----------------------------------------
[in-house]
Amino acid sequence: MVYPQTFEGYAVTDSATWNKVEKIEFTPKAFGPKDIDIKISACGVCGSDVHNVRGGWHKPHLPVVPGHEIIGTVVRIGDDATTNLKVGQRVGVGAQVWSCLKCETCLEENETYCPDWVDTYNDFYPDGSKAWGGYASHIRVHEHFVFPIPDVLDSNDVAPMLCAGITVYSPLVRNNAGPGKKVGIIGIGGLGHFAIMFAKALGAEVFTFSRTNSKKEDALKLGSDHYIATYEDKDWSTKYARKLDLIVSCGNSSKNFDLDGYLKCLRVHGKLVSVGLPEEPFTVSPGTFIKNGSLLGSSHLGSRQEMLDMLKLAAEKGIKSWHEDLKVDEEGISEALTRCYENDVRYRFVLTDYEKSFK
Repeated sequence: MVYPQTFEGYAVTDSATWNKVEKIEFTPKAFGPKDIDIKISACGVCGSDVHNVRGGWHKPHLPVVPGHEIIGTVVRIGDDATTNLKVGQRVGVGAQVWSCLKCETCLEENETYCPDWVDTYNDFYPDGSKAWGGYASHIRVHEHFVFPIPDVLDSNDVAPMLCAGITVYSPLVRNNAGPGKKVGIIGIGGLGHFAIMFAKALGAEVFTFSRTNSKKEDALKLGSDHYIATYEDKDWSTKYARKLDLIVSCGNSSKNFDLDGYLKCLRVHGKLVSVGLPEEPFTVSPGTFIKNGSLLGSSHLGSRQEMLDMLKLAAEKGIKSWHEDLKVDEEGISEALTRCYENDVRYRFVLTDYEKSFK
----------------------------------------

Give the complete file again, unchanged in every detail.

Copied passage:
[in-house]
Amino acid sequence: MVYPQTFEGYAVTDSATWNKVEKIEFTPKAFGPKDIDIKISACGVCGSDVHNVRGGWHKPHLPVVPGHEIIGTVVRIGDDATTNLKVGQRVGVGAQVWSCLKCETCLEENETYCPDWVDTYNDFYPDGSKAWGGYASHIRVHEHFVFPIPDVLDSNDVAPMLCAGITVYSPLVRNNAGPGKKVGIIGIGGLGHFAIMFAKALGAEVFTFSRTNSKKEDALKLGSDHYIATYEDKDWSTKYARKLDLIVSCGNSSKNFDLDGYLKCLRVHGKLVSVGLPEEPFTVSPGTFIKNGSLLGSSHLGSRQEMLDMLKLAAEKGIKSWHEDLKVDEEGISEALTRCYENDVRYRFVLTDYEKSFK
Repeated sequence: MVYPQTFEGYAVTDSATWNKVEKIEFTPKAFGPKDIDIKISACGVCGSDVHNVRGGWHKPHLPVVPGHEIIGTVVRIGDDATTNLKVGQRVGVGAQVWSCLKCETCLEENETYCPDWVDTYNDFYPDGSKAWGGYASHIRVHEHFVFPIPDVLDSNDVAPMLCAGITVYSPLVRNNAGPGKKVGIIGIGGLGHFAIMFAKALGAEVFTFSRTNSKKEDALKLGSDHYIATYEDKDWSTKYARKLDLIVSCGNSSKNFDLDGYLKCLRVHGKLVSVGLPEEPFTVSPGTFIKNGSLLGSSHLGSRQEMLDMLKLAAEKGIKSWHEDLKVDEEGISEALTRCYENDVRYRFVLTDYEKSFK